Part 1. Current Controversies in the Understanding of Necrotizing Enterocolitis

Barbara Noerr, RNC, MSN, CRNP

Disclosures

Adv Neonatal Care. 2003;3(3) 

In This Article

Protective Role of Breastmilk

Breastmilk feedings are associated with a decrease in NEC in premature infants. The unique immunologic properties of breastmilk, such as secretory IgA, specific macrophages and lymphocytes, presence of nonpathogenic bacteria such as bifidobacteria, and secretory molecules with antibacterial properties, may all contribute to this protective effect.[49,50,51] Preterm infants are born before transport of most antibodies across the placenta. Because specific IgG production is delayed in newborns, and 33% of VLBW neonates have substantial hypogammaglobulinemia, the IgA content of breastmilk may be an important facet of GI mucosal protection.[3]

Breastmilk promotes the growth of bifidobacteria, which produce acetic and lactic acid that in turn inhibits the growth of many pathogenic, gram-negative organisms.[50,51] VLBW infants have a delay in the establishment of GI bifidobacteria.[50,51] This delay appears related to decreased intake of human milk.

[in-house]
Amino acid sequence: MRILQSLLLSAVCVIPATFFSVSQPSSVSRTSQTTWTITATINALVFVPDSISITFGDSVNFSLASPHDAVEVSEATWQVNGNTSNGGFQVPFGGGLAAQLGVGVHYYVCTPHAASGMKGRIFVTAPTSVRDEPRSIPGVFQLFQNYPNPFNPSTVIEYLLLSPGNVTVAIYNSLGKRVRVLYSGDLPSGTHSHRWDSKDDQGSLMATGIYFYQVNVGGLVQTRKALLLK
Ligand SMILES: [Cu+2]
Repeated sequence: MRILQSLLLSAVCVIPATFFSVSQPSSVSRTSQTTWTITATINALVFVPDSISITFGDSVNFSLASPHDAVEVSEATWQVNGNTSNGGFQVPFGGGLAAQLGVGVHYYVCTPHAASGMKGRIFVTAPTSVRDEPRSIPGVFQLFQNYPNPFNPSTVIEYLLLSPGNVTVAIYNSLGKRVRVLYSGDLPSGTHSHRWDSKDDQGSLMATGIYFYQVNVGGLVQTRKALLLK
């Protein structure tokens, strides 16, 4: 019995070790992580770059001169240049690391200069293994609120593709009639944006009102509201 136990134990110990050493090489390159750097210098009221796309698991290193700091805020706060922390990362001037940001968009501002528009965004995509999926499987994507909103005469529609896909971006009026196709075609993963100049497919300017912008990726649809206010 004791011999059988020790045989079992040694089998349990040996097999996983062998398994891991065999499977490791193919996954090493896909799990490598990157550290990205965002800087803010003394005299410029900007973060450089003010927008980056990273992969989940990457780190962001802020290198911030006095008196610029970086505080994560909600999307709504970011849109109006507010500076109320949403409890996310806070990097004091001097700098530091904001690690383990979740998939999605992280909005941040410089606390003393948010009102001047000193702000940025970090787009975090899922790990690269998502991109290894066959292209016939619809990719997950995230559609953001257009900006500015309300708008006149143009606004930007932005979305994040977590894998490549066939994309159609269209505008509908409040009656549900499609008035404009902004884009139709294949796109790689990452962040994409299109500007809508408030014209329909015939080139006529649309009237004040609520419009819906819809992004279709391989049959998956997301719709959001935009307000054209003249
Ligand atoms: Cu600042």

There are a limited number of experimental studies evaluating the incidence of NEC in breastfed infants. However, they consistently report a decreased incidence of NEC. In a study of 40 neonates, 15 who were fed frozen breastmilk and then developed NEC were compared with 25 formula-fed neonates who subsequently developed NEC.[52] Those fed breastmilk were smaller, more premature, had a greater degree of perinatal stress, and required more ventilator support than their formula-fed peers. The authors concluded that frozen breastmilk did not fully protect the neonates from NEC. However, because the formula-fed neonates were at decreased risk for NEC because of their increased maturity and being less stressed, breastmilk did potentially provide some protection against NEC.

A multicenter trial provides additional evidence that breastmilk provides protection against NEC.[53] Neonates in the study were divided into groups fed only formula, those receiving formula and expressed breastmilk and those supplied with only breastmilk. The lowest incidence of NEC (1.2%) was in the group given only breastmilk, compared with 7.2% and 2.5%, respectively, in the other groups, suggesting a protective effect of breastmilk.

Various associations have been suggested between enteral feedings and the development of NEC ( Table 4 ). Consensus on a cause and effect relationship and the practical aspects of feeding preterm neonates is lacking. In a review of available information, LaGamma and Browne summarize clinical criteria for gut readiness to help answer the question of when to start and when to discontinue feedings[35] ( Table 5 ).

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